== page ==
If you read the May issue of Indiana Prairie Farmer, you know that for the rest of the year, we're covering what happens in one 50-plus acre field. You've got your won fields to worry about. Let us scout and make decisions for this one, and maybe you'll pick up a tip or two that can help you on your farm.
Dave Nanda, plant breeder and director of agronomics and technology for Seed Consultants, Inc., will be helping follow the field this summer. Each week beginning Monday, May 7, look for the crop watch logo in our local news section. We'll have an update on the progress of the field. Then look for a Crop Watch article that will zoom in on some aspect related to growing corn in that field in the magazine each month.
Here's the latest update on this field. As noted in the article, the field was chisel plowed in the fall and was in soybeans in 2011. Soils vary from silt loam to clay loam with a small amount of the soil underlain by gravel. There is no irrigation in the field.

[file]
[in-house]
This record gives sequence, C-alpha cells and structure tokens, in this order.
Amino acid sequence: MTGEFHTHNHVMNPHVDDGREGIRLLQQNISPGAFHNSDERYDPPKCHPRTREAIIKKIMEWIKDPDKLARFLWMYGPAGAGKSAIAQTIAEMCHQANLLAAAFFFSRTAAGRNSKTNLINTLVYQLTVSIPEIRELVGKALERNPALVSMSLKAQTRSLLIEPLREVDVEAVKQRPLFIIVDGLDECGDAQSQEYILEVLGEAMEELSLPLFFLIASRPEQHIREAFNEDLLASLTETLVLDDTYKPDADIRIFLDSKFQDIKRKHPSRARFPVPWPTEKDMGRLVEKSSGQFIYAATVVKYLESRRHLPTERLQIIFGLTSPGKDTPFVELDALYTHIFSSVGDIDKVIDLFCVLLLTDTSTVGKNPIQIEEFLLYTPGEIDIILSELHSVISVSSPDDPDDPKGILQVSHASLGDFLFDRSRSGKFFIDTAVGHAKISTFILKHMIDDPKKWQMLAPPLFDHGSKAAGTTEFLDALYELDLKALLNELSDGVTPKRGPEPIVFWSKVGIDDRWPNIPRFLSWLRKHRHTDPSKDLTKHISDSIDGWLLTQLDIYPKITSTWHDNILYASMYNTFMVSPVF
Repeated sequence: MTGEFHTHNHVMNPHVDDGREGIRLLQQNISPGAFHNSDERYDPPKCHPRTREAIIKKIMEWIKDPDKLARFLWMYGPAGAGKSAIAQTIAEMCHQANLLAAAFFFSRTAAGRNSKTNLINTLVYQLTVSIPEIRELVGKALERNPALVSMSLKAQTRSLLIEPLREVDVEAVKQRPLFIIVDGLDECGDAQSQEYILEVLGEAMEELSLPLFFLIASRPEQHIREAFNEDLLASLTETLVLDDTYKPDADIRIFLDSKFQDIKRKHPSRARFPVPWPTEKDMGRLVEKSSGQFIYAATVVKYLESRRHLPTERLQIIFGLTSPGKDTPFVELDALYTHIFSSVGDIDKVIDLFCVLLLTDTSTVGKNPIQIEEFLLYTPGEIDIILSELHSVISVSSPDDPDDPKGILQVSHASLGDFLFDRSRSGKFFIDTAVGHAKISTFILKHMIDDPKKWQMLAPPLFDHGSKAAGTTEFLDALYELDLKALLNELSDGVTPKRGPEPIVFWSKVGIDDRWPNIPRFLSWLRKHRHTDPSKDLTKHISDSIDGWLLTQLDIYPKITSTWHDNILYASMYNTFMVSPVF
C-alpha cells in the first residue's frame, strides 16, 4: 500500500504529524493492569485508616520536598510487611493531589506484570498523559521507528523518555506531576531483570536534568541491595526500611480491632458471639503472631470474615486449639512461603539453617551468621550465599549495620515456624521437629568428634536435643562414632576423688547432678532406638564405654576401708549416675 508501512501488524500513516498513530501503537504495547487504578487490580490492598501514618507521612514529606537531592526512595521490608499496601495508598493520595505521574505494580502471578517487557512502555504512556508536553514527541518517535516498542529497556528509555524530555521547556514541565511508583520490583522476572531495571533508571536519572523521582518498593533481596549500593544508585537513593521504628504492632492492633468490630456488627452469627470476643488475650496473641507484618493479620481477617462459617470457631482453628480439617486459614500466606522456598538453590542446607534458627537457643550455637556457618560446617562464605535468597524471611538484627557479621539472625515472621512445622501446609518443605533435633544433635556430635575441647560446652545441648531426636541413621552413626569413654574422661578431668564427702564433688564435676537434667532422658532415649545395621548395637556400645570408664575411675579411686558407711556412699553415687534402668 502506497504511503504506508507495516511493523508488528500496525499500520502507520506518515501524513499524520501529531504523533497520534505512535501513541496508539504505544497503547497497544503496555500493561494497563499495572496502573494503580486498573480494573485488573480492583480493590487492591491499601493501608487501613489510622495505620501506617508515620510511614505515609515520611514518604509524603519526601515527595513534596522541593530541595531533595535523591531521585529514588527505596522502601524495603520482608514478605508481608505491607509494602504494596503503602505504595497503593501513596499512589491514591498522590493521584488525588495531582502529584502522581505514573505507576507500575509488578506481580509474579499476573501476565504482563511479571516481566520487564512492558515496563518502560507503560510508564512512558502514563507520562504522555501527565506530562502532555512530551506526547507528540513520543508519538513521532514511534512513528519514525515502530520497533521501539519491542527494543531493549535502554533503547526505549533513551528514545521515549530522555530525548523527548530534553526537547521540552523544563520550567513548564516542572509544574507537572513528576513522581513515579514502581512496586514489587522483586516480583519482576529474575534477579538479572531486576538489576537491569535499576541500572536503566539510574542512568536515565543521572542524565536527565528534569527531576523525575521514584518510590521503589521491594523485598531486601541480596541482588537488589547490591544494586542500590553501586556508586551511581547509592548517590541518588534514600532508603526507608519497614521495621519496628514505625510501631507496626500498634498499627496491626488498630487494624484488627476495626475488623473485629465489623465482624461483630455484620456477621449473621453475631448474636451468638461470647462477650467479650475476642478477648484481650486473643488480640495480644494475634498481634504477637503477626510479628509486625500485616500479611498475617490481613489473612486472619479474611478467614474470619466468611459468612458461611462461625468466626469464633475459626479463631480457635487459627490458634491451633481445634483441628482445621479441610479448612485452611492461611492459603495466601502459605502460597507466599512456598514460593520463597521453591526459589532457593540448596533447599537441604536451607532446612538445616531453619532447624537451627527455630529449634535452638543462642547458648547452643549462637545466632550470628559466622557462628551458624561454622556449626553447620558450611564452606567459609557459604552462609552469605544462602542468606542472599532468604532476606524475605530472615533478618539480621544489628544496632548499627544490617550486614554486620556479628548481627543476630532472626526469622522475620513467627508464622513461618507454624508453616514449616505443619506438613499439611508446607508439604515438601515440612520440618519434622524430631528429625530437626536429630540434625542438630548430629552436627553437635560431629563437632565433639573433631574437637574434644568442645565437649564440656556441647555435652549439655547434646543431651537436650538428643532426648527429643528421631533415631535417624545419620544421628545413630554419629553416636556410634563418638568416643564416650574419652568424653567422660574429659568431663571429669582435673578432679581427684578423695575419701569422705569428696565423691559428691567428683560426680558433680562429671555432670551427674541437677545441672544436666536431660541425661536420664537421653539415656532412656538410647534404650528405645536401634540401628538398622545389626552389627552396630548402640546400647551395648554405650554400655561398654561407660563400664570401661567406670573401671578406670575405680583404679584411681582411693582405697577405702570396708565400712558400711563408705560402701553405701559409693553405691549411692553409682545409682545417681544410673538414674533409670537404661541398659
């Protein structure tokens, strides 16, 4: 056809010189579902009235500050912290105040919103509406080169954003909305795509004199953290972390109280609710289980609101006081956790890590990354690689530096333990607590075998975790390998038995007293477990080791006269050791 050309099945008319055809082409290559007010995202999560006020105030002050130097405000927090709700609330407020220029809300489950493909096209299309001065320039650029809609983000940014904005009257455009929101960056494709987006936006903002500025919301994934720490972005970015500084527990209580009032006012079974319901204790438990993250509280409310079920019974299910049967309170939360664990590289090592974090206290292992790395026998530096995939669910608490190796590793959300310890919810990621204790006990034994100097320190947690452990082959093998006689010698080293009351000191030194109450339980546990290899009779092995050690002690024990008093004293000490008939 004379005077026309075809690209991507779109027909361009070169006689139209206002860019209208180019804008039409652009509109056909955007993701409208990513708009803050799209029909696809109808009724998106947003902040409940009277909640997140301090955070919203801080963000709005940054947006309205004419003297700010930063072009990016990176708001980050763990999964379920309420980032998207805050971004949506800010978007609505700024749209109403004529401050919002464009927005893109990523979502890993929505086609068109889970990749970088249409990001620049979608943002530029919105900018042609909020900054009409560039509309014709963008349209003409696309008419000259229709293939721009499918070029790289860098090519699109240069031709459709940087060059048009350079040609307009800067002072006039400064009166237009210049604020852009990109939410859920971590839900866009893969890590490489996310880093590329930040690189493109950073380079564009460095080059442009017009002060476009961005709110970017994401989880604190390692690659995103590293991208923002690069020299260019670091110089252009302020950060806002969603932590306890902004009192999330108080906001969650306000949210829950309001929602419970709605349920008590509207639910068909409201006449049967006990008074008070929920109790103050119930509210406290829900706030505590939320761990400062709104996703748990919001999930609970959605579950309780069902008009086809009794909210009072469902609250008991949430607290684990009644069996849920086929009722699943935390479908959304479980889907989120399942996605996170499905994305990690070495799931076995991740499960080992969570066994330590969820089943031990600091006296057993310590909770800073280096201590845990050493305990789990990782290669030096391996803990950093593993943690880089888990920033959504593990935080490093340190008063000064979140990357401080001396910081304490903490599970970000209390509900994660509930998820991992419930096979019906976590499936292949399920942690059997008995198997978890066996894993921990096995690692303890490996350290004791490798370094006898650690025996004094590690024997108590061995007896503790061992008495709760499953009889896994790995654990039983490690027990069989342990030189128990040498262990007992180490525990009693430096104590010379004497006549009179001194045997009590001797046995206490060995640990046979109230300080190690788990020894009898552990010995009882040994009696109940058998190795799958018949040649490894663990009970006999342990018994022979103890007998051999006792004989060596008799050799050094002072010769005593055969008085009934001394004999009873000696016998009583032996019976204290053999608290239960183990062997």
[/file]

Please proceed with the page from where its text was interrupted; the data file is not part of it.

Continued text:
This spring, the field was disked once several weeks before planting. Two tons of chicken manure were applied before the field was worked. Then the field was planted directly into a stale seed bed on April 20. That's within the window for achieving 100% of potential yield, according to tables in the Purdue University Corn and Soybean Field Guide.
Since it's still relatively early and soils had cooled off, 10 gallons of 10-34-0 starter were applied at planting. The hybrid was SCS 1138 from Seed Consultants. Since the farmer sells to special markets, it is a non-GMO hybrid.
The farmer prides himself in accurate stands. The planter units were checked and calibrated before the season began. His monitor indicates that he planted 32,271 seeds per acre.
You can gain more than knowledge by following this field. Later this summer we will offer an entry form both on the Web and in print so that you can enter a yield guessing contest for this field. The entire field will be weighed across the scales. That weight will be used to calculate yield per acre in dry bushels.
The more that you follow he progress of the field weekly and in the magazine monthly, the greater the likelihood you can make an educated guess on yield before the entry deadline. Seed Consultants, Inc. will donate 8 bags of seed corn for 2013 for first place, 6 bags for second, and 4 bags for third place.So watch for the first update of Crop Watch in the local news section here on the web on Monday, May 7.